Big-Time, Part-Time Farmers
By, Tim Tesconi, executive director
Rex Williams, one of Sonoma County’s leading livestock ranchers, likes to say that his day job as the maintenance supervisor at Santa Rosa’s St. Francis Winery supports his sheep ranching habit. Rex and wife Kerry run more than 300 head of sheep and farm hay and silage crops on land that is owned and leased in western Sonoma County. They have even launched a sheep dairy to produce milk for high end cheese. They work hard seven days a week and forego lots of life’s comforts to be real deal ranchers. The only trips they take are to the weekly farmers markets where they sell their Williams Ranches lamb.
But, like thousands of other farmers across the United States, Rex and Kerry depend on an off-farm job to provide added cash flow and benefits, like health insurance, for their family. The Williams have two children Wyatt, who is in college, and Olivia, who is 11 and eagerly following her parents’ path in agriculture.
The Williams fit the profile of today’s American farmer. Over the last decade, according to the USDA, non-farm income has averaged 86 percent of total U.S. farm household income. The numbers show that farm families are not earning a living wage on the farm despite the growing movement that celebrates good, locally grown food and the farmers who produce it. Many farmers are forced to work in construction, hospitals, wineries, education or the local Wal-Mart to make ends meet, save enough money to put their kids through college or have a retirement nest egg. Like Rex Williams, many dream of being a full-time farmer but can’t afford it, at least not yet.
“I leave after an eight hour shift at the winery, go home and start another eight-hour shift with the sheep. But if you love what you do, it’s not work,” said Rex, who spends weekends in barns and pastures rather than a golf course. “If we didn’t absolutely love what we do, it would be stupid because of the hours we spend doing this.”
Kerry, the full-time rancher in the family, says of their ranch life, “It’s 24-7, with no vacations.”
A recent report by the USDA Economic Research Service concludes that most American farm families need outside income to keep working on the farms that produce the food and fiber that feeds and clothes Americans and much of the world. Over the decades, non-farm income has continuously contributed a larger and larger portion of total US farm household income, increasing from about 40 percent in the 1960’s to as high as 95 percent in the early 2000s. In 2012, it was about 80 percent nationwide, disturbing indeed disturbing considering the hard work, risks and vagaries of farming.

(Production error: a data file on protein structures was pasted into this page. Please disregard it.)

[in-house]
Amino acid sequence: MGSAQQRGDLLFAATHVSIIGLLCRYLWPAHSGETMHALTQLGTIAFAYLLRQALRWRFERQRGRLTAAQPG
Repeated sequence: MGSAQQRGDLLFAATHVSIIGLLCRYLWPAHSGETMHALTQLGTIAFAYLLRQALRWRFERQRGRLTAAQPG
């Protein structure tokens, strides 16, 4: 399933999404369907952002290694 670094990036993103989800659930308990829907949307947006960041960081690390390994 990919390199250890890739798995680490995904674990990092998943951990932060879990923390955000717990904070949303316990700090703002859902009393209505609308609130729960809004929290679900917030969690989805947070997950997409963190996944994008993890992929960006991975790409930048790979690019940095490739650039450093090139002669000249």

These statistics are not surprising to the many small-scale and part-time farmers in Sonoma County who are working overtime to produce the heirloom tomatoes, gorgeous greens, artisan cheeses and free range eggs that arrive at the dozens of farmers markets held throughout the county. Or the fruits, veggies and herbs packed in CSA boxes for distribution to weekly subscribers who like their food fresh and local.
Many of these small scale farmers have day or night jobs, part-time or full-time, so they can farm a patch of ground that yields the specialty crops that make Sonoma County such a bountiful and diversified agricultural region, enhancing the county’s reputation as an agricultural Eden. The urge to grow and nurture something from the ground is what keeps these dedicated farmers working long hours and then traveling congested highways and byways, often during clogged commuter traffic, to sell their produce at farmers markets or the high end restaurants that, often, proudly put the farmer’s name on the menu.
It doesn’t seem right that people who work so hard growing our food can’t earn enough from farming so they don’t have to hold down a job – or two - in town. But welcome to farming. In an opinion piece in the New York Times, headlined “Don’t Let Your Children Grow Up to be Farmers,” East Coast farmer Bren Smith laments that the foodie movement is, ironically, “missing the perspectives of the people doing the actual work of growing food.”
“The dirty secret of the food movement is that the much-celebrated small-scale farmer isn’t making a living. After the tools are put away, we head out to second and third jobs to keep our farms afloat,” Smith writes in his piece published on Aug. 10.
Smith calls for our nation’s big-time, small scale farmers to unite and organize as in the farm movements of generations past to “shape a vision of a new food economy that ensures that growing good food also means making a good living.”
Amen to that.